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Female passengers in Tokyo queue for a "Women Only" carriage before the pandemic. Over the years many women have been groped by men and the taking of illicit photographs – upskirting –is on the rise. Photo: AFP

Japan records surge in upskirt photography, perverts ‘bored’ amid pandemic to blame, experts say

  • ‘Closure of sex businesses, better equipment’ enable perpetrators to take more illegal pictures
  • Move follows government measures to tackle technology used in crimes, particularly against young people
Japan

Buoyed by increasing public willingness to call out ‘chikan’, the gropers who prey on women on the nation’s famously crowded public transport system, Japanese police have launched a crackdown on another variety of sex pest – the growing number of upskirt photography enthusiasts.

Across the country police have reported a surge in illicit snaps, with a crime expert suggesting it is because of new technology making it easier to take unauthorised pictures under a woman’s skirt, the closure of commercial sex businesses during the pandemic and boredom during repeated coronavirus states of emergency.

In 2010 there were 1,741 arrests in Japan in connection with illegal photographs being taken of women, police statistics show. That figure more than doubled in 2019, rising to 3,953. Police in Osaka Prefecture, the area spearheading the new crackdown, said 144 cases were reported in the first six months of 2021, up 30 per cent on the same period last year.

Most cases of upskirting (‘tosatsu’) involved assailants using mobile phones, although 610 of the incidents reported in 2019 entailed sophisticated photographic equipment, such as miniaturised cameras concealed in shoes, umbrella tips, pens or glasses.

“Silent camera apps originally developed to quietly take photos of sleeping babies with smartphones are used in many cases,“ Goki Jojima, chief of the community safety division at the Minami Police Station in Osaka, told The Asahi newspaper.

The Osaka crackdown involves officers in busy areas, including train stations – favoured hunting places for would-be photographers – telling people that women are being targeted. Information leaflets are being handed out, there is a police video campaign and plain clothes officers are being deployed.

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The initiative comes after a series of measures announced in June by the Japanese government to tackle the menace of technology used in crimes – particularly of an exploitative nature – against young people.

The Fifth Basic Plan on Measures for Providing Safe and Secure Internet Use for Young People mandates more education programmes in schools to teach children about potential dangers online, including awareness of what constitutes harmful content and tactics abusers use to obtain and share illicit photographs of minors.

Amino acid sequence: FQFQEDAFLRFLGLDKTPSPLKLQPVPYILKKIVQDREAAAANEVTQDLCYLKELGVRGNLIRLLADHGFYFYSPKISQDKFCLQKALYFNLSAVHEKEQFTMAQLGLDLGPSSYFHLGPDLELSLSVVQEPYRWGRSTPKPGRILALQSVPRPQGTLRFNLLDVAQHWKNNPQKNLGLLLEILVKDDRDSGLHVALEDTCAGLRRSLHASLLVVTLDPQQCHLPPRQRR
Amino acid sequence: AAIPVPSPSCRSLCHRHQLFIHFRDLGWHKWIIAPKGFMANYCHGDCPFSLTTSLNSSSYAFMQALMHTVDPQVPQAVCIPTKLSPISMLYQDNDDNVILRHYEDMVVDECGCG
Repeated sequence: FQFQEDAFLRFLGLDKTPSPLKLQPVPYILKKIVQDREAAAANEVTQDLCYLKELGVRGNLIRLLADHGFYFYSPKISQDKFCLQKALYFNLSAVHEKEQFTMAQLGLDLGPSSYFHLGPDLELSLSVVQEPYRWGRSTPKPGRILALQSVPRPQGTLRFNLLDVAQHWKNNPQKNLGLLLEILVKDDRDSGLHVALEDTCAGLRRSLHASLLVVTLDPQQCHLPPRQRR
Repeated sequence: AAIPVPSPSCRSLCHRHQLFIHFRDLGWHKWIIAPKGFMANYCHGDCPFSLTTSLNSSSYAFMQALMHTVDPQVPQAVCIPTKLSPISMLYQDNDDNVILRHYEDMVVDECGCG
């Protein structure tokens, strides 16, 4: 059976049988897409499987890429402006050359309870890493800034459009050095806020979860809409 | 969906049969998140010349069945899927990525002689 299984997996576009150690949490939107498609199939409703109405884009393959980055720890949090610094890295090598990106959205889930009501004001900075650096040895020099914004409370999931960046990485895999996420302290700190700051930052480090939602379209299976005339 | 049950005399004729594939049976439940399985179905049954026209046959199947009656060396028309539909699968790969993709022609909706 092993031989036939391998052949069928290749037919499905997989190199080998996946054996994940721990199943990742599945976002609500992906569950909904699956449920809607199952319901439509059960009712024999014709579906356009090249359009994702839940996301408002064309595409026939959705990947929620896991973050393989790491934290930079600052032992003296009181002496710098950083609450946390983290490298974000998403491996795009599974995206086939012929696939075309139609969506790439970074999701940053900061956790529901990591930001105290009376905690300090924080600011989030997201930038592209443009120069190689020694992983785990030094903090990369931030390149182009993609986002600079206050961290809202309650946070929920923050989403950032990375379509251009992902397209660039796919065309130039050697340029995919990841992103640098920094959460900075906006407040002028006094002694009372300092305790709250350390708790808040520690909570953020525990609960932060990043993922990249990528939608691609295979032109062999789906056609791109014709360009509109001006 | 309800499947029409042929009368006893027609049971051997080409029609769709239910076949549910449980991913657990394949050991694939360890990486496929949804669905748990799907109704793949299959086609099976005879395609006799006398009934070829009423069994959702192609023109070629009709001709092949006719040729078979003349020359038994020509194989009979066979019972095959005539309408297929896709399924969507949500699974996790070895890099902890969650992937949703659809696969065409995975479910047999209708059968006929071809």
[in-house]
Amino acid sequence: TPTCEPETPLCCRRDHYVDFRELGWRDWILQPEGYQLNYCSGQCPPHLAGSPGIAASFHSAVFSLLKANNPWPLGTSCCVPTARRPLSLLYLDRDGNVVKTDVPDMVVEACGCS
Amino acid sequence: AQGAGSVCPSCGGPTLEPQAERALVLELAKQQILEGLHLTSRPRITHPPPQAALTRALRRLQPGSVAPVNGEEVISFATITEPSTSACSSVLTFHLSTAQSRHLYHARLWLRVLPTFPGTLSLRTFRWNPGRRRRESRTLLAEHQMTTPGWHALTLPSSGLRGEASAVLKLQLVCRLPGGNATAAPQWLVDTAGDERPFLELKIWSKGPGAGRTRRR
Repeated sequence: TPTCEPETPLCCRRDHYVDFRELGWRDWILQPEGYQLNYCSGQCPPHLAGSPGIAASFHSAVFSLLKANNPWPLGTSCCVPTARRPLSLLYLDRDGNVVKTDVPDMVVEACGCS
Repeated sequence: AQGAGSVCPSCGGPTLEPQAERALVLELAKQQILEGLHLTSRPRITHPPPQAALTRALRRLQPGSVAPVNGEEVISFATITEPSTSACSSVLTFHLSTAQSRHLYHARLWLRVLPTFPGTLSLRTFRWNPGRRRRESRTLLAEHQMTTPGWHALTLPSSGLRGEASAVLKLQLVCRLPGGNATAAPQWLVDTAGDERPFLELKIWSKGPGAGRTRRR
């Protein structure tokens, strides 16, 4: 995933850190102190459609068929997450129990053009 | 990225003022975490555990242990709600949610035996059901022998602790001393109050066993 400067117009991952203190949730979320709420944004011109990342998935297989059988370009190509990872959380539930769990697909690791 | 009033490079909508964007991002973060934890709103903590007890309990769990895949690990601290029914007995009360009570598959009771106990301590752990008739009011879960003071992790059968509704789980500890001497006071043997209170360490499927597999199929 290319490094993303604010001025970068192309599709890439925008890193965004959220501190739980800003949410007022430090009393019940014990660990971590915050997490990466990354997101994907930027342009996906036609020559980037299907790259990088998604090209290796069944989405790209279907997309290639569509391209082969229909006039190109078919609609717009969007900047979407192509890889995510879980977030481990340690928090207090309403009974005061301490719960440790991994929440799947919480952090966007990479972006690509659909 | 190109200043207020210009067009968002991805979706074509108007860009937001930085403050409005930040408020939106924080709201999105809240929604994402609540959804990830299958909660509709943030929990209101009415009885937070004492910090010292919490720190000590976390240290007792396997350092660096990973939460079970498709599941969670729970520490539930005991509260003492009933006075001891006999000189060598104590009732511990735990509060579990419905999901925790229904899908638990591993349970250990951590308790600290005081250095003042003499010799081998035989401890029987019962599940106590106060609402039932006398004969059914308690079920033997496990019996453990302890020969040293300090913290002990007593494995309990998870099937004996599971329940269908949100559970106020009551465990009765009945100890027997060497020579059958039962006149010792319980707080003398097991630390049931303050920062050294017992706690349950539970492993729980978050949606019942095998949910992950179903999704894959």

“The biggest change in the last couple of years has been in the technology that is available,” said Jake Adelstein, a former crime reporter with Japan’s Yomiuri newspaper who has lived in the country for three decades.

“Previously, the law required manufacturers to install a very audible shutter noise on mobile phones that would make a sound every time someone took a photograph.”

The author and journalist said that made it much harder for people “to take a sneaky photo on an escalator or a train, for example. But anyone with a bit of tech knowledge can get around that now as there are apps that silence the shutter noise and imported phones do not have the sound installed”.

“The situation has also got worse because people have been at home during the pandemic, they have had a lot of time on their hands and they have been bored, so they have been able to spend time and money on getting around the rules.”

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Adelstein also suggested that men who would typically visit adult entertainment venues have been frustrated by their closure during the states of emergency imposed to curb the coronavirus pandemic.

According to The Asahi, crime prevention expert Mika Kyoshi said illegally-taken images can go viral online and become irretrievable. She urged women to keep their distance from those behind them on stairs or escalators and take other precautions to prevent voyeurism.

Japan has also had a thriving business in illicit upskirt videos although the authorities have been trying to clamp down on producers. As a result, most recorded footage now is for private consumption, Adelstein said, although some is probably still being sold ‘underground’.

“The number of cases does seem to have increased, but I would not say arrests have gone up dramatically,” he said. “To me, this appears to be the police making progress in other campaigns, such as the effort against ‘chikan’ and then wanting to expand that into another problem area.

“A police crackdown like this is going to get a lot of coverage, purely because of the nature of the crime, and they are probably hoping to scare people off by giving it such a high profile,” he added.

If the Osaka campaign against upskirting is effective, it could be employed elsewhere in Japan.

This article appeared in the South China Morning Post print edition as: Sex pests ‘bored’ by pandemic blamed for surge in upskirt photography
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